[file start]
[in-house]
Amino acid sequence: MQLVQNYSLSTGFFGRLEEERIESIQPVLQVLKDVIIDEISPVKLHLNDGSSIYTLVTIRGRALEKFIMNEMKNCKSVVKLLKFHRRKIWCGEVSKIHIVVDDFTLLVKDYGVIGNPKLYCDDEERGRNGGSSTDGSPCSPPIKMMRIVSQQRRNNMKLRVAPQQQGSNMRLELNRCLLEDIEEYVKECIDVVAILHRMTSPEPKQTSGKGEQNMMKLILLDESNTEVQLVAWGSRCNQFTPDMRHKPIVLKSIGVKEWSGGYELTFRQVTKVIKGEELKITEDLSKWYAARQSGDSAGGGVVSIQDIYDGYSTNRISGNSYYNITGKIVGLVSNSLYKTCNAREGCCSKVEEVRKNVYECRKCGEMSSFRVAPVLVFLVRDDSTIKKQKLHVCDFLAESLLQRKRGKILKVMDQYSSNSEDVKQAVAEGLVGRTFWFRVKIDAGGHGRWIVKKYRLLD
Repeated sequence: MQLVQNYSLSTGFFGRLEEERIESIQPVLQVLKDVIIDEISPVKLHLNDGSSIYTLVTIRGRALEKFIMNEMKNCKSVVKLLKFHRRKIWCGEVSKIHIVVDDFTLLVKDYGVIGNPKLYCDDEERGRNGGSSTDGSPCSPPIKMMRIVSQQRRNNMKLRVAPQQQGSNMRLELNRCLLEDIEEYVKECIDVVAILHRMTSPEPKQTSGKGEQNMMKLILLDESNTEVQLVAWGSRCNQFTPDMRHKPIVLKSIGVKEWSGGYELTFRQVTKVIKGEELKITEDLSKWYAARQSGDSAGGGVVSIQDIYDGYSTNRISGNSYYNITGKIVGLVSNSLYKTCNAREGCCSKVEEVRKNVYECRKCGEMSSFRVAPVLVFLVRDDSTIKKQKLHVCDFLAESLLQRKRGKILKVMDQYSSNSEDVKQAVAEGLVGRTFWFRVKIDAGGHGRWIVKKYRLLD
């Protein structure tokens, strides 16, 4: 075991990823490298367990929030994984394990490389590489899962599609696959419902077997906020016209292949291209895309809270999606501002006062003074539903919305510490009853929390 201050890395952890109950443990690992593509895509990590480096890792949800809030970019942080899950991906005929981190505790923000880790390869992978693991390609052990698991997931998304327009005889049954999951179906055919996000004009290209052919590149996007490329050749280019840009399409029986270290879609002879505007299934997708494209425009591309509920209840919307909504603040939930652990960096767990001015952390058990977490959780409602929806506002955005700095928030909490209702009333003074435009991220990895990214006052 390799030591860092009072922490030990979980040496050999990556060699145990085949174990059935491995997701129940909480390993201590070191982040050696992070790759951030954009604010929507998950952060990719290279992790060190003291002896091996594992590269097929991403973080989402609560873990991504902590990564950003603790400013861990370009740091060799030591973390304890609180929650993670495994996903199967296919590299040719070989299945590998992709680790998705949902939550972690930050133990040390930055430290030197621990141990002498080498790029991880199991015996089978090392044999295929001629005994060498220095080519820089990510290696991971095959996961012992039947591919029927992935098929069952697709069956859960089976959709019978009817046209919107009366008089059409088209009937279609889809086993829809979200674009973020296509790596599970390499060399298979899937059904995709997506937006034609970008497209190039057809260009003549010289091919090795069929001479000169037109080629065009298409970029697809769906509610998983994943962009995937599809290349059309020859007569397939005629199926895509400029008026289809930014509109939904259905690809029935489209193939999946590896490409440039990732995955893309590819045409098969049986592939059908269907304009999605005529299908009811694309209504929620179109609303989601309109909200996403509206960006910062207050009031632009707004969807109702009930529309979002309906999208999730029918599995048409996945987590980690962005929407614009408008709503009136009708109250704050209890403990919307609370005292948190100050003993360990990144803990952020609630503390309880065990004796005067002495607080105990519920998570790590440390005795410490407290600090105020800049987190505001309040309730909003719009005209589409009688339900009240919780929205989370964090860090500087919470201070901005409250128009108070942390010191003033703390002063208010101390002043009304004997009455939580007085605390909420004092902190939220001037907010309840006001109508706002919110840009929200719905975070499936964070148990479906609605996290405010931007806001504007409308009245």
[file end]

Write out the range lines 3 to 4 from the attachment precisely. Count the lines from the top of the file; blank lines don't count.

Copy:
Repeated sequence: MQLVQNYSLSTGFFGRLEEERIESIQPVLQVLKDVIIDEISPVKLHLNDGSSIYTLVTIRGRALEKFIMNEMKNCKSVVKLLKFHRRKIWCGEVSKIHIVVDDFTLLVKDYGVIGNPKLYCDDEERGRNGGSSTDGSPCSPPIKMMRIVSQQRRNNMKLRVAPQQQGSNMRLELNRCLLEDIEEYVKECIDVVAILHRMTSPEPKQTSGKGEQNMMKLILLDESNTEVQLVAWGSRCNQFTPDMRHKPIVLKSIGVKEWSGGYELTFRQVTKVIKGEELKITEDLSKWYAARQSGDSAGGGVVSIQDIYDGYSTNRISGNSYYNITGKIVGLVSNSLYKTCNAREGCCSKVEEVRKNVYECRKCGEMSSFRVAPVLVFLVRDDSTIKKQKLHVCDFLAESLLQRKRGKILKVMDQYSSNSEDVKQAVAEGLVGRTFWFRVKIDAGGHGRWIVKKYRLLD
């Protein structure tokens, strides 16, 4: 075991990823490298367990929030994984394990490389590489899962599609696959419902077997906020016209292949291209895309809270999606501002006062003074539903919305510490009853929390 201050890395952890109950443990690992593509895509990590480096890792949800809030970019942080899950991906005929981190505790923000880790390869992978693991390609052990698991997931998304327009005889049954999951179906055919996000004009290209052919590149996007490329050749280019840009399409029986270290879609002879505007299934997708494209425009591309509920209840919307909504603040939930652990960096767990001015952390058990977490959780409602929806506002955005700095928030909490209702009333003074435009991220990895990214006052 390799030591860092009072922490030990979980040496050999990556060699145990085949174990059935491995997701129940909480390993201590070191982040050696992070790759951030954009604010929507998950952060990719290279992790060190003291002896091996594992590269097929991403973080989402609560873990991504902590990564950003603790400013861990370009740091060799030591973390304890609180929650993670495994996903199967296919590299040719070989299945590998992709680790998705949902939550972690930050133990040390930055430290030197621990141990002498080498790029991880199991015996089978090392044999295929001629005994060498220095080519820089990510290696991971095959996961012992039947591919029927992935098929069952697709069956859960089976959709019978009817046209919107009366008089059409088209009937279609889809086993829809979200674009973020296509790596599970390499060399298979899937059904995709997506937006034609970008497209190039057809260009003549010289091919090795069929001479000169037109080629065009298409970029697809769906509610998983994943962009995937599809290349059309020859007569397939005629199926895509400029008026289809930014509109939904259905690809029935489209193939999946590896490409440039990732995955893309590819045409098969049986592939059908269907304009999605005529299908009811694309209504929620179109609303989601309109909200996403509206960006910062207050009031632009707004969807109702009930529309979002309906999208999730029918599995048409996945987590980690962005929407614009408008709503009136009708109250704050209890403990919307609370005292948190100050003993360990990144803990952020609630503390309880065990004796005067002495607080105990519920998570790590440390005795410490407290600090105020800049987190505001309040309730909003719009005209589409009688339900009240919780929205989370964090860090500087919470201070901005409250128009108070942390010191003033703390002063208010101390002043009304004997009455939580007085605390909420004092902190939220001037907010309840006001109508706002919110840009929200719905975070499936964070148990479906609605996290405010931007806001504007409308009245």